Global warming often conjures scenes of sweaty, scorching summer days, but daytime temperatures aren’t the only thing expected to rise in a warming world. Nights, too, are expected to get sultrier, with overnight lows not dropping as much as they used to. That trend in increasing nighttime low temperatures is expected to continue for the entireMore
Memorial Day weekend — the unofficial start to summer — is here, which means it’s time for beaches, pools and barbecues as the heat of the season sets in.
Although most of the country has been warming up as normal this spring, temperatures in the Middle Atlantic and the Northeast have been on the cool side for much of May. But this week, there’s been a sharp turnaround, with temperatures seemingly fast-forwarding to July.
So far this month, a persistent storm track from the northwest has kept parts of the East Coast cool and damp over the past few weeks. Large parts of Delaware, Maryland, and Virginia are having one of their 10 coolest and wettest Mays on record, according to the Southeast Regional Climate Center.
The recent weather in Washington, D.C., highlights this pattern: 20 of the first 24 days in May were cooler than normal there. Not surprisingly, the first 11 days of the month had rain (actually, that streak extends back to April 27). More energy is needed to warm up water than dry land, so when rain is falling or the ground is wet, temperatures are lower.
But the temperatures have snapped back and will remain above normal into this weekend, as the jet stream and its associated storm track shift north, allowing warm air to race northward. Highs soared into the 80s on Tuesday, and they will remain much more summerlike for the rest of the week.
The overall outlook for the summer is for better odds of hotter than normal across most of the country. The Climate Prediction Center indicates a lack of a clear signal in the Central Plains, so the temperature there this summer may depend on just how wet the season turns out.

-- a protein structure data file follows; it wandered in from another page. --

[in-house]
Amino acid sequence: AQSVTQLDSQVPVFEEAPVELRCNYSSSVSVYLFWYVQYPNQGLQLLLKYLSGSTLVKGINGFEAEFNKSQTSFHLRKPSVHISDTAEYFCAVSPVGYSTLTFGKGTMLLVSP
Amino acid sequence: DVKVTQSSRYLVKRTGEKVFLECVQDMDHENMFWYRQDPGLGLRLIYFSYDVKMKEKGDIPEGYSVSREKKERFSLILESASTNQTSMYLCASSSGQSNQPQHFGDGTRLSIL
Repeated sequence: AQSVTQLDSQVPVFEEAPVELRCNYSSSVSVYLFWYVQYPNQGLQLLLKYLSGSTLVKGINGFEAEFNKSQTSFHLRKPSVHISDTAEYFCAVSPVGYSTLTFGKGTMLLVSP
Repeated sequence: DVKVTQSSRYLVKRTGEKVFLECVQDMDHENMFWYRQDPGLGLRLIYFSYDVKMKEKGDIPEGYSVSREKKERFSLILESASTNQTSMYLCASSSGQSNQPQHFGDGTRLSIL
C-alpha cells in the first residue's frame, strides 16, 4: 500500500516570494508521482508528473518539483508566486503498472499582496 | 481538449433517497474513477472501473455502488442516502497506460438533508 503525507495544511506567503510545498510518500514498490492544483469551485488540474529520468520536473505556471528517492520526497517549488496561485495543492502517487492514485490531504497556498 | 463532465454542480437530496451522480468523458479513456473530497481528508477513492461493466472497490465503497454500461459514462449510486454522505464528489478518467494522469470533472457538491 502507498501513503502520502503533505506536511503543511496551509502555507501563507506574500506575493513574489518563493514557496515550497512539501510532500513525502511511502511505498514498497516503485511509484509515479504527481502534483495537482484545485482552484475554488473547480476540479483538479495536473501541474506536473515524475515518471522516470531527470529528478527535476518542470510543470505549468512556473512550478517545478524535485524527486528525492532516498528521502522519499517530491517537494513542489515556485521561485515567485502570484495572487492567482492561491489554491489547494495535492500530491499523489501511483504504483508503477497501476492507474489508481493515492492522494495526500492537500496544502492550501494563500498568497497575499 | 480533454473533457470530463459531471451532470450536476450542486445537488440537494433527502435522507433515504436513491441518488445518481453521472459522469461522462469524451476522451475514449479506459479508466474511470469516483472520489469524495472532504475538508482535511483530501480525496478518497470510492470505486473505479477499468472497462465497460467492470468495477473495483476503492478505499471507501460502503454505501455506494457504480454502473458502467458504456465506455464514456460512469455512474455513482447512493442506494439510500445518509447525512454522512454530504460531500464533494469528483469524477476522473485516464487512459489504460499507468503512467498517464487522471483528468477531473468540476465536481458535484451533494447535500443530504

There is not a dominant relationship between the El Niño (or La Niña) and summer temperatures in the U.S., and even so, the current El Niño is fading rapidly, likely transitioning to La Niña later this year. According to the CPC, the summer outlook is influenced by temperature trends in the atmosphere and oceans, and more specifically, the sea surface temperatures in the Atlantic and the Pacific.
The globe is already having its hottest year on record so far, as each of the last 12 months have been the hottest such on record. And over the last month, parts of the Atlantic and Pacific near the U.S. coast have been 1.8°-3.6°F (1°-2°C) above average. Because ocean temperatures change very slowly, it stands to reason this summer will trend warm.
Warmer than normal oceans and La Niña also support a more active hurricane season in the Atlantic. Even though the season doesn’t officially begin until June 1, the first tropical disturbance is just northeast of the Bahamas this week. The system is expected to drift to the northwest toward the Southeast coast over the next few days, and conditions are favorable for development of a tropical storm.
If it does form, the storm would be named Bonnie. Areas from the Outer Banks of North Carolina to the east coast of Florida should probably keep an eye on that system as the holiday weekend approaches.
Watching the tropics may be an especially good idea this year, as the U.S. is well past due for a strike from a major hurricane, which is defined as Category 3 or higher. Hurricane Wilma was the last, hitting Florida in October 2005, and this has been the longest period on record without a hurricane of that intensity making landfall in the U.S. At some point, that luck will run out.